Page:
How Louis Theroux became a Jiggle Jiggle sensation at the age of 52


These days, an old friend will contact Louis Theroux four or five times a week and tell him, “My daughter is always walking around the house singing your rap” or “My wife has been training to your rap in her Pilates class.” As Mr. Theroux As he walks past an elementary school, he feels like he’s being watched, which is confirmed when he hears a child behind him call out, “My money doesn’t shake.”

His agent has taken dozens of requests for personal appearances and invitations to perform. Mr Theroux, a 52-year-old British-American documentary filmmaker with a literal, somewhat timid demeanor, has turned them all down, not least because, as he put it in a video interview from his London home, “I don’t try to do it to create as a rapper.”

But in a way he already has: Mr. Theroux is the man behind “Jiggle Jiggle,” a sensation on TikTok and YouTube, where it has been streamed hundreds of millions of times. He delivers the rap in an understated voice that bears traces of his Oxford training, and lends an amusing accent to the lines “My money don’t jiggle jiggle, it folds/I’d like to see you wiggle, wiggle, for sure.”

For Mr. Theroux, a son of the American author Paul Theroux and a cousin of actor Justin Theroux, the whole episode was weird and a little unsettling. “I’m glad people are enjoying rap,” he said. “At the same time, there’s a part of me that has a certain level of mixed feelings. It’s a bittersweet thing to experience a breakthrough moment of virality through something that, at first glance, seems so expendable and so inconsistent with what I actually do at work. But here we are.”

The story of how this middle-aged father of three conquered youth culture with a new kind of rap is “a stunning 21st-century example of the weirdness of the world we live in,” said Mr. Theroux.

“Jiggle Jiggle” took years before it became all the rage. It started in 2000 when Mr Theroux hosted “Louis Theroux’s Weird Weekends”, a BBC Two series in which he explored different subcultures. To the an episode In the third and final season, he traveled to the American South, where he met a number of rappers, including Master P. As part of the show, he decided to do a rap himself, but he only had a few meager lines: “Jiggle Jiggle.” / I love it when you wiggle / I want to dribble / Fancy a violin?”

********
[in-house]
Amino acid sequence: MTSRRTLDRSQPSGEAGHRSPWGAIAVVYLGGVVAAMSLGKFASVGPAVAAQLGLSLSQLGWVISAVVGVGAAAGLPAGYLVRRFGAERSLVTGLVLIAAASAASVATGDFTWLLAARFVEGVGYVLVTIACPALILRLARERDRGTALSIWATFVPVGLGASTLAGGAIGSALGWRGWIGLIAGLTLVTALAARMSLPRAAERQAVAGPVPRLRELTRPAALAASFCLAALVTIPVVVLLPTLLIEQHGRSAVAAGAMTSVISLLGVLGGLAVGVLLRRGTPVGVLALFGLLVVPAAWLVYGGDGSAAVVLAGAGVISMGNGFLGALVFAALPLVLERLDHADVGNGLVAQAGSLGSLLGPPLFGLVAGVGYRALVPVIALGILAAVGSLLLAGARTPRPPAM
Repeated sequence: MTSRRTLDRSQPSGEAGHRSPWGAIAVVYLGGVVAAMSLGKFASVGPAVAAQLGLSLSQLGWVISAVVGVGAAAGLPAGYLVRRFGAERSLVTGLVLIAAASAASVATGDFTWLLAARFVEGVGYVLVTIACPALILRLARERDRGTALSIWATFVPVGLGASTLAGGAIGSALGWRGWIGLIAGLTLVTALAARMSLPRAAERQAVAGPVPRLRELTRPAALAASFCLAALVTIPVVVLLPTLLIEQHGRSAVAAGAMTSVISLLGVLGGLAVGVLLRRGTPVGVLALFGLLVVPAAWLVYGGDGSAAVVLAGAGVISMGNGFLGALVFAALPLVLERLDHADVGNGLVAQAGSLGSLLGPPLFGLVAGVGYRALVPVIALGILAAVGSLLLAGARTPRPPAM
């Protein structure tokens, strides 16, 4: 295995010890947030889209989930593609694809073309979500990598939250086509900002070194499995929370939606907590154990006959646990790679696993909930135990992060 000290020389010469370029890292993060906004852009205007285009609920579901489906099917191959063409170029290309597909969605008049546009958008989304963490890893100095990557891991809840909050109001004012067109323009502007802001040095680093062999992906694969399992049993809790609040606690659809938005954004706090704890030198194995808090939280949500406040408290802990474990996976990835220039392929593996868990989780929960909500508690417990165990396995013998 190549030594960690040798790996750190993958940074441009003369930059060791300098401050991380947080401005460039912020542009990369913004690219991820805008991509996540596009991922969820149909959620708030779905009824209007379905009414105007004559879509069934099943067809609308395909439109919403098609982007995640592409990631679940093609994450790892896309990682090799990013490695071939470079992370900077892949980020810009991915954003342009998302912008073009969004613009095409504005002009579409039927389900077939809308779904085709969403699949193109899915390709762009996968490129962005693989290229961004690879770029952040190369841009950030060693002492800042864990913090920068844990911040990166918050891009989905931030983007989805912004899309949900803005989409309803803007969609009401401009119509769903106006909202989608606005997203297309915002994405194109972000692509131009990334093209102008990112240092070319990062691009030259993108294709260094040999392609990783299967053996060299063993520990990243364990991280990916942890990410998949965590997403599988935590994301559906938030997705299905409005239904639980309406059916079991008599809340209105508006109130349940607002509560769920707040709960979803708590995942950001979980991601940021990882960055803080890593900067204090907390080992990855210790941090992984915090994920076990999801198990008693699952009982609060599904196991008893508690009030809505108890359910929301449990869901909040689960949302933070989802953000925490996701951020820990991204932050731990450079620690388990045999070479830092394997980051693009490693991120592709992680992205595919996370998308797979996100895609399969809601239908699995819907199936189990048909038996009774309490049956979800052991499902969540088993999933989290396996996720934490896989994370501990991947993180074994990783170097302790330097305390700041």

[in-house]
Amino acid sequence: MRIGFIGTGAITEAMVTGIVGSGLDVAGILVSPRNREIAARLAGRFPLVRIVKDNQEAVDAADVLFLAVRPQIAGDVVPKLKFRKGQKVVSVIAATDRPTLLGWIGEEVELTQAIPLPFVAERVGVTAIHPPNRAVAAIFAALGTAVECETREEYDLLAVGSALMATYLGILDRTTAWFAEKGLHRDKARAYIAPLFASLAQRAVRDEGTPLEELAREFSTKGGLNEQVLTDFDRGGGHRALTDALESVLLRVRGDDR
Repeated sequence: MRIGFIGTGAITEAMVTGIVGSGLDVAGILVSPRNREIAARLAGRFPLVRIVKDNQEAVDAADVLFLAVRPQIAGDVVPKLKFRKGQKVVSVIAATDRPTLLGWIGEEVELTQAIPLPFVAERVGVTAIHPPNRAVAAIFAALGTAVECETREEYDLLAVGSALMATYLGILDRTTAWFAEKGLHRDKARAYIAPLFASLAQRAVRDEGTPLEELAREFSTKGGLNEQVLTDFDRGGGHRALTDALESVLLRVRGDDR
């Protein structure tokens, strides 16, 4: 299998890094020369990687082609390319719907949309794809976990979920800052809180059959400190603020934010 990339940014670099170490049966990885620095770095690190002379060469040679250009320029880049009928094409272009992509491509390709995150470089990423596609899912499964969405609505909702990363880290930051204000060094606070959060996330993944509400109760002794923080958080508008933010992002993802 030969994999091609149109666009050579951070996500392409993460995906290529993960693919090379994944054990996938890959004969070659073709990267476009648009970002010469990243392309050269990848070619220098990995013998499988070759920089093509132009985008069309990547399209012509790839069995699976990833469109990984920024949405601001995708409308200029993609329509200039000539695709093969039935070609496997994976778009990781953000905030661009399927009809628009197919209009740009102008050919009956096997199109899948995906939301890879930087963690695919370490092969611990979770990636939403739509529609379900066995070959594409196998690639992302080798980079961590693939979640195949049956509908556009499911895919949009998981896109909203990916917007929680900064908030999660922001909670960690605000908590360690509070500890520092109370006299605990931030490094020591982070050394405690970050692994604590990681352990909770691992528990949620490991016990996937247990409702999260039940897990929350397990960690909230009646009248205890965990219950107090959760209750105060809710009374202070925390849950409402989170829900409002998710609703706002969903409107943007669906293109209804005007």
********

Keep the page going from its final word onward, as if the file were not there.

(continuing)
He hired Reese & Bigalow, a rap duo in Jackson, Miss., to help him get it into shape. Bigalow cleaned up the opening lines and linked the word “jiggle” to the word “jingle” to suggest the sound of coins in your pocket. Reese asked him what kind of car he drove. His response – Fiat Tipo – led to the lines: “Driving in my Fiat/You really have to see it/Six foot two in a compact/No gap but luckily the seats recede.”

“Reese & Bigalow brought a real quality to rap,” said Mr. Theroux. “The elements that make it special I could never have written on my own. At the risk of over-analyzing it, the genius part, in my eyes, said, “My money isn’t wiggling, wiggling, it works out.’ There was something very satisfying about the rhythm of those words.”

He filmed himself performing the song live on hip-hop station Q93 in New Orleans, and BBC viewers witnessed his rap debut when the episode aired in the fall of 2000. This could have been the end of “Jiggle Jiggle” – but of “Louis Theroux”. Weird Weekends revived in 2016 when Netflix licensed the show and began streaming it on Netflix UK. The rap episode became a favorite, and whenever Mr. Theroux made the rounds of promoting a new project, interviewers inevitably asked him about his hip-hop foray.

In February of this year, while promoting a new show, “Forbidden America by Louis Theroux‘ Mr Theroux sat down for an interview on the popular web talk show “chicken shop date,‘ hosted by London comedian Amelia Dimoldenberg.

“Do you remember that rap you did?” asked Ms. Dimoldenberg prompting Mr. Theroux start his rhymes in what he described as “my slightly awkward and dry English delivery”.

“What happened after that is the most puzzling part,” he added.

Luke Conibear and Isaac McKelvey, a couple of DJ producers in Manchester, England known as Herzog & JonesHe plucked the tone of “Chicken Shop Date” and put it on a backing track with an easy beat. Then they uploaded the song to her YouTube account where it has 12 million views and counting.